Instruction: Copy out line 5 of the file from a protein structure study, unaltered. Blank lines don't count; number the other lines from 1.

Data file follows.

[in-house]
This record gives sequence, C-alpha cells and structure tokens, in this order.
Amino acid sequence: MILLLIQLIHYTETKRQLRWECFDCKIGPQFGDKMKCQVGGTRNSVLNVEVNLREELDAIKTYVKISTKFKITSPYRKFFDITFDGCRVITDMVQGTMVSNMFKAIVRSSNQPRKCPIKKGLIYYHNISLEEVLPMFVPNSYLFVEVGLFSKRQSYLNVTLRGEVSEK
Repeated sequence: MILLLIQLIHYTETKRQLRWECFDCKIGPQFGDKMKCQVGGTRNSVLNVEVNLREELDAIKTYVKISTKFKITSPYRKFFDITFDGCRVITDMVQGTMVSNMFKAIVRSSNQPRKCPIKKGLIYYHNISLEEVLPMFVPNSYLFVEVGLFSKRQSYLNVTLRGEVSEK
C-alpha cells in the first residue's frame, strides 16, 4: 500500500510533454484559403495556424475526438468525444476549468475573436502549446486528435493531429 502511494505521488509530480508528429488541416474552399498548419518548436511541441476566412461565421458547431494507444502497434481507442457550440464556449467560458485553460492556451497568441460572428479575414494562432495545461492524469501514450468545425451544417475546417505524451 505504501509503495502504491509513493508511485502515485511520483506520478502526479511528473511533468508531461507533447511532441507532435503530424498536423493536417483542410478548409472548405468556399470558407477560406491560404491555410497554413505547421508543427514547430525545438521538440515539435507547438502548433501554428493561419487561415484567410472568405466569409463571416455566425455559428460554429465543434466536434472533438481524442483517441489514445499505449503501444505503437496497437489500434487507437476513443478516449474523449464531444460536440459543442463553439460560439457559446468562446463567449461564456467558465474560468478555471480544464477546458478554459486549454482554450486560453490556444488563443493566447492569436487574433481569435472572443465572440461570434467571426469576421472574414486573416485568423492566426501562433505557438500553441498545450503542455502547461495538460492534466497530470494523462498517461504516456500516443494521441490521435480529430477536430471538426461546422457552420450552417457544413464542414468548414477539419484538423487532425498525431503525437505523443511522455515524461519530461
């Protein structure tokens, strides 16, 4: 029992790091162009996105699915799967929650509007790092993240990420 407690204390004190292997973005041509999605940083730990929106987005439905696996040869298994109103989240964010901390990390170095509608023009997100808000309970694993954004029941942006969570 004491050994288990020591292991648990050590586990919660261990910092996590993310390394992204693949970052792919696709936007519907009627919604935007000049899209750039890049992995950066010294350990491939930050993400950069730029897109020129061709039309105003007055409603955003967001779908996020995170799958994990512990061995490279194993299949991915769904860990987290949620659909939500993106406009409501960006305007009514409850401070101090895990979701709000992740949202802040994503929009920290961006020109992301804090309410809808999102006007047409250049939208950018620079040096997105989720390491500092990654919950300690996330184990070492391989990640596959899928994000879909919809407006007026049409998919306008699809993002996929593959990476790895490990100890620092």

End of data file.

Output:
C-alpha cells in the first residue's frame, strides 16, 4: 500500500510533454484559403495556424475526438468525444476549468475573436502549446486528435493531429 502511494505521488509530480508528429488541416474552399498548419518548436511541441476566412461565421458547431494507444502497434481507442457550440464556449467560458485553460492556451497568441460572428479575414494562432495545461492524469501514450468545425451544417475546417505524451 505504501509503495502504491509513493508511485502515485511520483506520478502526479511528473511533468508531461507533447511532441507532435503530424498536423493536417483542410478548409472548405468556399470558407477560406491560404491555410497554413505547421508543427514547430525545438521538440515539435507547438502548433501554428493561419487561415484567410472568405466569409463571416455566425455559428460554429465543434466536434472533438481524442483517441489514445499505449503501444505503437496497437489500434487507437476513443478516449474523449464531444460536440459543442463553439460560439457559446468562446463567449461564456467558465474560468478555471480544464477546458478554459486549454482554450486560453490556444488563443493566447492569436487574433481569435472572443465572440461570434467571426469576421472574414486573416485568423492566426501562433505557438500553441498545450503542455502547461495538460492534466497530470494523462498517461504516456500516443494521441490521435480529430477536430471538426461546422457552420450552417457544413464542414468548414477539419484538423487532425498525431503525437505523443511522455515524461519530461